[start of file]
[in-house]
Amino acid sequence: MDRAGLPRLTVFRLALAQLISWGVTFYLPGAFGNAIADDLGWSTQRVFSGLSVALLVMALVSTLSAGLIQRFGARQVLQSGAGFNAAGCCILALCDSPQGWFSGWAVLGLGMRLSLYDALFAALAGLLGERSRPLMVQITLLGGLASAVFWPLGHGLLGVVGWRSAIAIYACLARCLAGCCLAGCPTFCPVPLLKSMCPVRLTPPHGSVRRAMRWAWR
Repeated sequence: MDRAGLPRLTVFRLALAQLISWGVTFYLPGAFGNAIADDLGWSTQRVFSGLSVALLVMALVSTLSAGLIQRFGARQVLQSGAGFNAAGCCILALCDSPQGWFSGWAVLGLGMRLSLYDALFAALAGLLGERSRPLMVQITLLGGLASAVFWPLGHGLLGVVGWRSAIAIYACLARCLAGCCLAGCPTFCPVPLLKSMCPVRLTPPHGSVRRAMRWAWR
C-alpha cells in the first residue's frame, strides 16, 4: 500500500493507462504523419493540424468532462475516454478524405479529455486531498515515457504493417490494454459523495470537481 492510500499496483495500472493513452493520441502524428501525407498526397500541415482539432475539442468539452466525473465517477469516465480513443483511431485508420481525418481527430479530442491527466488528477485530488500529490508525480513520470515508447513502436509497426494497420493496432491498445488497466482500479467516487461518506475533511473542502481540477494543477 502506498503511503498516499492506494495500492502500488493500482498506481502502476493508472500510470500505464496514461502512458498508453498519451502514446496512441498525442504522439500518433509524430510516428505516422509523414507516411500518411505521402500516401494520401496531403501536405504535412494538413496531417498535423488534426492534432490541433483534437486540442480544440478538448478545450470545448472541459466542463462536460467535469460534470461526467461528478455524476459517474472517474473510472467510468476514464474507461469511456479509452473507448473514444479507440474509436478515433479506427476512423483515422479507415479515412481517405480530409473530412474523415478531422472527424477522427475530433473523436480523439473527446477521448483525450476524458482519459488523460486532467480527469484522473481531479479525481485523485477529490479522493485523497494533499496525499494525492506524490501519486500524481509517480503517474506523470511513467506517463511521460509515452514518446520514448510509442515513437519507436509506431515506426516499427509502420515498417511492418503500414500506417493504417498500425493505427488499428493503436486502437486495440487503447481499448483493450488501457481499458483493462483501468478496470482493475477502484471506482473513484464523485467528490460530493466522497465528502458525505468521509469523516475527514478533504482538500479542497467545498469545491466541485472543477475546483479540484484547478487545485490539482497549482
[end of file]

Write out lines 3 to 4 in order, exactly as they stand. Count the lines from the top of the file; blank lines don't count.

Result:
Repeated sequence: MDRAGLPRLTVFRLALAQLISWGVTFYLPGAFGNAIADDLGWSTQRVFSGLSVALLVMALVSTLSAGLIQRFGARQVLQSGAGFNAAGCCILALCDSPQGWFSGWAVLGLGMRLSLYDALFAALAGLLGERSRPLMVQITLLGGLASAVFWPLGHGLLGVVGWRSAIAIYACLARCLAGCCLAGCPTFCPVPLLKSMCPVRLTPPHGSVRRAMRWAWR
C-alpha cells in the first residue's frame, strides 16, 4: 500500500493507462504523419493540424468532462475516454478524405479529455486531498515515457504493417490494454459523495470537481 492510500499496483495500472493513452493520441502524428501525407498526397500541415482539432475539442468539452466525473465517477469516465480513443483511431485508420481525418481527430479530442491527466488528477485530488500529490508525480513520470515508447513502436509497426494497420493496432491498445488497466482500479467516487461518506475533511473542502481540477494543477 502506498503511503498516499492506494495500492502500488493500482498506481502502476493508472500510470500505464496514461502512458498508453498519451502514446496512441498525442504522439500518433509524430510516428505516422509523414507516411500518411505521402500516401494520401496531403501536405504535412494538413496531417498535423488534426492534432490541433483534437486540442480544440478538448478545450470545448472541459466542463462536460467535469460534470461526467461528478455524476459517474472517474473510472467510468476514464474507461469511456479509452473507448473514444479507440474509436478515433479506427476512423483515422479507415479515412481517405480530409473530412474523415478531422472527424477522427475530433473523436480523439473527446477521448483525450476524458482519459488523460486532467480527469484522473481531479479525481485523485477529490479522493485523497494533499496525499494525492506524490501519486500524481509517480503517474506523470511513467506517463511521460509515452514518446520514448510509442515513437519507436509506431515506426516499427509502420515498417511492418503500414500506417493504417498500425493505427488499428493503436486502437486495440487503447481499448483493450488501457481499458483493462483501468478496470482493475477502484471506482473513484464523485467528490460530493466522497465528502458525505468521509469523516475527514478533504482538500479542497467545498469545491466541485472543477475546483479540484484547478487545485490539482497549482